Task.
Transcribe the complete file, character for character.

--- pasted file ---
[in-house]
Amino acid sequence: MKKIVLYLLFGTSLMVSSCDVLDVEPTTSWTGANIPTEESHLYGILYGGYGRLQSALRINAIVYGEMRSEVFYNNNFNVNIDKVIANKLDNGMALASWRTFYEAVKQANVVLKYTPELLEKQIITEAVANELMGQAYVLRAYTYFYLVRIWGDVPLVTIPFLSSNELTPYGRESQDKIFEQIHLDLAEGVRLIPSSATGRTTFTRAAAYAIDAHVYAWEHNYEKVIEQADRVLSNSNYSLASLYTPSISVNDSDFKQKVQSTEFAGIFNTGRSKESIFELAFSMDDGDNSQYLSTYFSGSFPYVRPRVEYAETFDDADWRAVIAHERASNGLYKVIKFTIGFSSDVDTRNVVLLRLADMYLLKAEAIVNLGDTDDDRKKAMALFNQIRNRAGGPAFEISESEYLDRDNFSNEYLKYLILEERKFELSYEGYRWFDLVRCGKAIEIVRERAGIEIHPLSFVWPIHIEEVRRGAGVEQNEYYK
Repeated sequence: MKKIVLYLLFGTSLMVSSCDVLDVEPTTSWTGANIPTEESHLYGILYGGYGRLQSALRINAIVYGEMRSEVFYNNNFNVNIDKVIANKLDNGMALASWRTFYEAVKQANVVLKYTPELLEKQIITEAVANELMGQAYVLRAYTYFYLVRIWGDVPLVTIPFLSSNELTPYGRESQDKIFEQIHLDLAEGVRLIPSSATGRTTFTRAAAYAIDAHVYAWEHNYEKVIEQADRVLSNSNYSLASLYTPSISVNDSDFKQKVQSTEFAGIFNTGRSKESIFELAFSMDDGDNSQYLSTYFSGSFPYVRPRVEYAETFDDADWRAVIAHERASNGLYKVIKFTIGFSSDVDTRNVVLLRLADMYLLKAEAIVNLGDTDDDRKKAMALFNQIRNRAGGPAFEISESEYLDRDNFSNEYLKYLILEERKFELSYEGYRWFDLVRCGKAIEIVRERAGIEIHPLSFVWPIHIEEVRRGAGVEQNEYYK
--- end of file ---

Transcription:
[in-house]
Amino acid sequence: MKKIVLYLLFGTSLMVSSCDVLDVEPTTSWTGANIPTEESHLYGILYGGYGRLQSALRINAIVYGEMRSEVFYNNNFNVNIDKVIANKLDNGMALASWRTFYEAVKQANVVLKYTPELLEKQIITEAVANELMGQAYVLRAYTYFYLVRIWGDVPLVTIPFLSSNELTPYGRESQDKIFEQIHLDLAEGVRLIPSSATGRTTFTRAAAYAIDAHVYAWEHNYEKVIEQADRVLSNSNYSLASLYTPSISVNDSDFKQKVQSTEFAGIFNTGRSKESIFELAFSMDDGDNSQYLSTYFSGSFPYVRPRVEYAETFDDADWRAVIAHERASNGLYKVIKFTIGFSSDVDTRNVVLLRLADMYLLKAEAIVNLGDTDDDRKKAMALFNQIRNRAGGPAFEISESEYLDRDNFSNEYLKYLILEERKFELSYEGYRWFDLVRCGKAIEIVRERAGIEIHPLSFVWPIHIEEVRRGAGVEQNEYYK
Repeated sequence: MKKIVLYLLFGTSLMVSSCDVLDVEPTTSWTGANIPTEESHLYGILYGGYGRLQSALRINAIVYGEMRSEVFYNNNFNVNIDKVIANKLDNGMALASWRTFYEAVKQANVVLKYTPELLEKQIITEAVANELMGQAYVLRAYTYFYLVRIWGDVPLVTIPFLSSNELTPYGRESQDKIFEQIHLDLAEGVRLIPSSATGRTTFTRAAAYAIDAHVYAWEHNYEKVIEQADRVLSNSNYSLASLYTPSISVNDSDFKQKVQSTEFAGIFNTGRSKESIFELAFSMDDGDNSQYLSTYFSGSFPYVRPRVEYAETFDDADWRAVIAHERASNGLYKVIKFTIGFSSDVDTRNVVLLRLADMYLLKAEAIVNLGDTDDDRKKAMALFNQIRNRAGGPAFEISESEYLDRDNFSNEYLKYLILEERKFELSYEGYRWFDLVRCGKAIEIVRERAGIEIHPLSFVWPIHIEEVRRGAGVEQNEYYK